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Blog Post Template - The Lifestyle Guide to Blood Flow

BLOOD FLOW:

The Lifestyle Guide

This is the most complete guide to boosting your blood flow naturally through your lifestyle.

So if you want to:

  • Learn everything you need to know about blood flow
  • See how your cardiovascular system works
  • Increase your blood flow through your lifestyle
  • Boost circulation through your nutrition

Then you'll love the detailed strategies in this guide.

Let's dive right in

Contents

Chapter 1

Defining Blood Flow Terms

Chapter 2

The Physiology of the Cardiovascular System

Chapter 3A

Meditation for Increasing Blood Flow

Chapter 3B

Breathing for Increasing Blood Flow

Chapter 3C

Sociability for Increasing Blood Flow

Chapter 3D

Exercise for Increasing Blood Flow

Chapter 3E

Walking for Increasing Blood Flow

Chapter 3F

Nutrition for Increasing Blood Flow

CHAPTER 1:

Defining Blood Flow Terms

Before we dive into the nitty gritty it is important to have a basic understanding of some of the words I will be using and how they play a part in blood flow, along with having a basic understanding of the circulatory system and how it works.

Taking the time to look at these is going to allow for the greatest possible success when implementing the strategies we will talk about later on in this guide. 

Let’s get into it!

Vasoconstriction

Vasoconstriction is the constriction or narrowing of blood vessels due to the contraction of the muscular wall of the blood vessels. This process is necessary for the preservation of body temperature and blood when hemorrhages occur and when in times of stress. 

Vasoconstriction is the opposite of what we want when we are looking to boost blood flow. It makes it more difficult for blood to get to the extremities and leads to cold fingers and toes among many other things.

Instead we want to make sure that we coax our body in a way that promotes vasodilation.

Vasodilation

Vasodilation is the widening of the diameter of the blood vessels due to the relaxation of the muscular wall of the blood vessels. This leads to less vascular resistance and less stress on the heart to pump blood throughout the body, allowing for more blood to reach all areas of the body.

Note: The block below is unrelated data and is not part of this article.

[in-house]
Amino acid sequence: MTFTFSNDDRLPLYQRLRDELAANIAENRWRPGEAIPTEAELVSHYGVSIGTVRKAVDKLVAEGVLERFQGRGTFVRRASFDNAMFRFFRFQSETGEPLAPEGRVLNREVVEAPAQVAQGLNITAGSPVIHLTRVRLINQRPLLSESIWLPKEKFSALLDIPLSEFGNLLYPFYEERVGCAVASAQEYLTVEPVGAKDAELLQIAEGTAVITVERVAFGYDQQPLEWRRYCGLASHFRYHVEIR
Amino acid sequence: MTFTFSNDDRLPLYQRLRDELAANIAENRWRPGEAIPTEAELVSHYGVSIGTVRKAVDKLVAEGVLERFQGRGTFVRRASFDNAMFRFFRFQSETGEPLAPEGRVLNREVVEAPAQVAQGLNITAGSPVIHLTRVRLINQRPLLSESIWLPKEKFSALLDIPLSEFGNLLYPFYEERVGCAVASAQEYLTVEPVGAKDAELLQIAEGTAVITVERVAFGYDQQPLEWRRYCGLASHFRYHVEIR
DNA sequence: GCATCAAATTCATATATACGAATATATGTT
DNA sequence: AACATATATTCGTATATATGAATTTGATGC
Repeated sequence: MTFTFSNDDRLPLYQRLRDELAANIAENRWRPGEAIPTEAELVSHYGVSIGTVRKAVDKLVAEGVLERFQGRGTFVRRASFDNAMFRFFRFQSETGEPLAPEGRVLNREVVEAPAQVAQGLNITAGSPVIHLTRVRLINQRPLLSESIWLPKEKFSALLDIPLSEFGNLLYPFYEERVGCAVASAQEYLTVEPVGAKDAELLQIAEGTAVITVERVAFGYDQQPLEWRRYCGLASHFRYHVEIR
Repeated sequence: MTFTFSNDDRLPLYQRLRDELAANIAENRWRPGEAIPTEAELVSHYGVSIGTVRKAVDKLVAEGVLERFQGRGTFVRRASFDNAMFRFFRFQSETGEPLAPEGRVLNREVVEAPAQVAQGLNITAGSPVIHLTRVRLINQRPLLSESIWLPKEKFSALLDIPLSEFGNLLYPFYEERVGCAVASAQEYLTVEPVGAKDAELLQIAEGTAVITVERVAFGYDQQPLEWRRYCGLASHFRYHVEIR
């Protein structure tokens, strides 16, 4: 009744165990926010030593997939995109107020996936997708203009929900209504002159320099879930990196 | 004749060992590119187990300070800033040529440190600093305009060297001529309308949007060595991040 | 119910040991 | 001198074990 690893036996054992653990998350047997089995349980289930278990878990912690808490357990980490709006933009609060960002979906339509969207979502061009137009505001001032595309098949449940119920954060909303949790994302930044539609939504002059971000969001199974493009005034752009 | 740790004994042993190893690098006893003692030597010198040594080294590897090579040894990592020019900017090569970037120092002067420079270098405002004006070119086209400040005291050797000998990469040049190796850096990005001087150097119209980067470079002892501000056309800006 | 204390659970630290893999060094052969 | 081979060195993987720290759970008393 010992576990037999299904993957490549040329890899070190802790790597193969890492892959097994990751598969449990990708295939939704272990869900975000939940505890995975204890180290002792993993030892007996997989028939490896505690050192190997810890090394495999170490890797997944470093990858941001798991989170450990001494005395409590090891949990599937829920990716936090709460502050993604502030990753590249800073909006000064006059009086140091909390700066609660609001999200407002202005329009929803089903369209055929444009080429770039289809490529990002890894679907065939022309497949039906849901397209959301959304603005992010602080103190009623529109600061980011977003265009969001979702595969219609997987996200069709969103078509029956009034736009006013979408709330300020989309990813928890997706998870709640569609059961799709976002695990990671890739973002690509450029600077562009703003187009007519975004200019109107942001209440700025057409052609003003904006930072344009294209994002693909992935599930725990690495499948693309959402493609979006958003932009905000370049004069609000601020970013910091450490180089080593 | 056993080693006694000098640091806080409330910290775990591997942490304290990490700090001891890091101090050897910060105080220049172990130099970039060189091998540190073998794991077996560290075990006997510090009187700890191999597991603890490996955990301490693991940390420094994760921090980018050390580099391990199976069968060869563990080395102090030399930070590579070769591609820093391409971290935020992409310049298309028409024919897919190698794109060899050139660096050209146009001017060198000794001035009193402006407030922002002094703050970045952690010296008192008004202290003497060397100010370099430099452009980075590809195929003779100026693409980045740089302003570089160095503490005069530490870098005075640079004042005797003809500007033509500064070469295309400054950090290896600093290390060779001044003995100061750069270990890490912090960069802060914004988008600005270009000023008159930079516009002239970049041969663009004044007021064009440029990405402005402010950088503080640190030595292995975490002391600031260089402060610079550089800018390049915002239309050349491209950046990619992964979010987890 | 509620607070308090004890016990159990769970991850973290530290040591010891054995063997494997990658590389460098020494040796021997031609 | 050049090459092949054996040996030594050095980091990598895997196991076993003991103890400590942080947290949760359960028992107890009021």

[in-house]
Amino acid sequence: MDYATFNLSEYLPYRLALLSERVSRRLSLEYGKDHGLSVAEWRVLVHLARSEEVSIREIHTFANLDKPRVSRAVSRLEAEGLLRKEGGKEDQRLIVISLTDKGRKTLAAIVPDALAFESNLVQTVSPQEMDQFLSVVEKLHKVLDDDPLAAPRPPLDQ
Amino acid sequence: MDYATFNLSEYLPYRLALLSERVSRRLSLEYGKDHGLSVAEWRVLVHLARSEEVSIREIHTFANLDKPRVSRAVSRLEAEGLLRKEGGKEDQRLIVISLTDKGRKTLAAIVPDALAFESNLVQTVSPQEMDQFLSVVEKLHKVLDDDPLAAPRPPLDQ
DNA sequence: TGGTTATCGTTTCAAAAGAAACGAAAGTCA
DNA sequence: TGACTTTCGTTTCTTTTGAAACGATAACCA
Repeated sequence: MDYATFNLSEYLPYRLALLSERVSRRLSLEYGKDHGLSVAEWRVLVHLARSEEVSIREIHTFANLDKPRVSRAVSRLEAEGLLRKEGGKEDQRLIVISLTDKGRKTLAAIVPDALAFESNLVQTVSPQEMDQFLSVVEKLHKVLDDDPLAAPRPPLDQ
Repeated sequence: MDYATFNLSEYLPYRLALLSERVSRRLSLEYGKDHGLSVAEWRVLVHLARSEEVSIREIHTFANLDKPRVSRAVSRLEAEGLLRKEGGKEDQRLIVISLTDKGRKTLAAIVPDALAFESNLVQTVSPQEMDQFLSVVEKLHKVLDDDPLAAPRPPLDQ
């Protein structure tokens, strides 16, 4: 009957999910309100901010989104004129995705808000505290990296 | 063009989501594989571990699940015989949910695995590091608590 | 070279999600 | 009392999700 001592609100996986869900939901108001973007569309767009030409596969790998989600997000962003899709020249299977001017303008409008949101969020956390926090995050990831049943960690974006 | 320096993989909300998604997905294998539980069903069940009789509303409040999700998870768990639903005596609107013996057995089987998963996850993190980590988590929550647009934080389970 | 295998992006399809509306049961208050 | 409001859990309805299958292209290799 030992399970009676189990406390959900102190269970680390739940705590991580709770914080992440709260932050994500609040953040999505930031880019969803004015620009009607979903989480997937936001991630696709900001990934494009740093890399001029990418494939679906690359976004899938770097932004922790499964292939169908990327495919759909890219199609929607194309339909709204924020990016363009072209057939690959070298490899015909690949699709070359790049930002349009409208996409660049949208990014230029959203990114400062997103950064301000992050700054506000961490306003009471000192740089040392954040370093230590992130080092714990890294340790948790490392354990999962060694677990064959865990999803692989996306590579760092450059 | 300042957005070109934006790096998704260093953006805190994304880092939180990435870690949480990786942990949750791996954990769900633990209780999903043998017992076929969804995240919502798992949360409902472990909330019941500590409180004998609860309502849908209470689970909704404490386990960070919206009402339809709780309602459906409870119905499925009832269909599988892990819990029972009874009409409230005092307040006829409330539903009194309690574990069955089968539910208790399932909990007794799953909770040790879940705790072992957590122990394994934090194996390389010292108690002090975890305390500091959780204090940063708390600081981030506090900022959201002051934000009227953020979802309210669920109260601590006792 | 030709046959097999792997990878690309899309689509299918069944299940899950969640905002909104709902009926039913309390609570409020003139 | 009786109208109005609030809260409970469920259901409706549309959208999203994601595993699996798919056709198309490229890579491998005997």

Nitric Oxide

Within the vasculature, NO induces vasodilation, inhibits platelet aggregation, prevents neutrophil/platelet adhesion to endothelial cells, inhibits smooth muscle cell proliferation, regulates programmed cell death (apoptosis) and maintains endothelial cell barrier function.

Needless to say this is an important molecule that plays a HUGE role in blood flow and circulation.

Carbon Dioxide

Carbon dioxide production increases when the oxidative metabolism is increased. This happens due to increased mitochondrial respiration and more water, atp, and CO2 being produced as a result. 

It then gets dissipated into the smooth muscle cells of the blood vessels and results in vasodilation. One of the primary results of this is increased cerebral blood flow, which is something that can be very beneficial when wanting to ensure our brain is working at full capacity. 

CHAPTER 2:

The Physiology of the Cardiovascular System

Next, we'll take a look at how the cardiovascular system employs other internal processes to get your blood moving. Here's what we'll cover:

  • The Role of the Heart
  • The Role of the Liver
  • The Role of the Lungs
  • How Hormones Play a Role
  • Cortisol
  • Estrogen
  • Progesterone
  • Thyroid Hormone

The Role of the Heart

The heart's main function is to propel blood throughout the body. Whenever we have high amounts of vasoconstriction present it puts more stress on the heart, making it work harder to pump blood through the system.

The Role of the Liver

The liver is known as the chemical factory of the body, with over 500 different functions it is an extremely important organ. Within the context of the cardiovascular system, the liver acts like a “filter” taking out different toxins and chemicals from the blood getting them out of the body through the digestive system and urinary system.

The Role of the Lungs